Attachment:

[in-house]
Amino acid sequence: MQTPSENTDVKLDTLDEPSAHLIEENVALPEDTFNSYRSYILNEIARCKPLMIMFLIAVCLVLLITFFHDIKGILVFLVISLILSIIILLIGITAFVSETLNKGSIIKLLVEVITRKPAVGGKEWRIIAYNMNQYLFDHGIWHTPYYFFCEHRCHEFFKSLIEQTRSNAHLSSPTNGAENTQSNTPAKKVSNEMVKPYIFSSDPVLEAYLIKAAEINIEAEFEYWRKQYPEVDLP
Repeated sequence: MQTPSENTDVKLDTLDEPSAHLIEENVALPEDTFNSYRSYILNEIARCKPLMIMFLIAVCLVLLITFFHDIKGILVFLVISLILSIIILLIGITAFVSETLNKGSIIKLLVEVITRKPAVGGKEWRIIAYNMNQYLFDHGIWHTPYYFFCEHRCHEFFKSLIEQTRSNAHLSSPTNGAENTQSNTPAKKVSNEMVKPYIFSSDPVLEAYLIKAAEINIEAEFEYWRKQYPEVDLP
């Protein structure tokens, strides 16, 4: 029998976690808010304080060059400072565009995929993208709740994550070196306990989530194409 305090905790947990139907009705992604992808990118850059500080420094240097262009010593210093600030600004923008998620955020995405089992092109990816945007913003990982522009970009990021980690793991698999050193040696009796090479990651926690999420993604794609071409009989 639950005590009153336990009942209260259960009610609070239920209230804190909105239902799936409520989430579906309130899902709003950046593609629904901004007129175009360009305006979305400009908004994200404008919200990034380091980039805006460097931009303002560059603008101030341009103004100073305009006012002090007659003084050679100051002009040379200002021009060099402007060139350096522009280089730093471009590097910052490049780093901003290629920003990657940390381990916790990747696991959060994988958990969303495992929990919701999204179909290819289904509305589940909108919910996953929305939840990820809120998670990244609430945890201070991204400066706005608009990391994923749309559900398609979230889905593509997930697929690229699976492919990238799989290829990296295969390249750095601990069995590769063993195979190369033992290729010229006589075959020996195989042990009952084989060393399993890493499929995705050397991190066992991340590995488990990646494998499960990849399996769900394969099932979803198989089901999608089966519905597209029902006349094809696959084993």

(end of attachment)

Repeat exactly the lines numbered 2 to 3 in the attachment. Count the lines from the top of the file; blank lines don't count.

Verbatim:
Amino acid sequence: MQTPSENTDVKLDTLDEPSAHLIEENVALPEDTFNSYRSYILNEIARCKPLMIMFLIAVCLVLLITFFHDIKGILVFLVISLILSIIILLIGITAFVSETLNKGSIIKLLVEVITRKPAVGGKEWRIIAYNMNQYLFDHGIWHTPYYFFCEHRCHEFFKSLIEQTRSNAHLSSPTNGAENTQSNTPAKKVSNEMVKPYIFSSDPVLEAYLIKAAEINIEAEFEYWRKQYPEVDLP
Repeated sequence: MQTPSENTDVKLDTLDEPSAHLIEENVALPEDTFNSYRSYILNEIARCKPLMIMFLIAVCLVLLITFFHDIKGILVFLVISLILSIIILLIGITAFVSETLNKGSIIKLLVEVITRKPAVGGKEWRIIAYNMNQYLFDHGIWHTPYYFFCEHRCHEFFKSLIEQTRSNAHLSSPTNGAENTQSNTPAKKVSNEMVKPYIFSSDPVLEAYLIKAAEINIEAEFEYWRKQYPEVDLP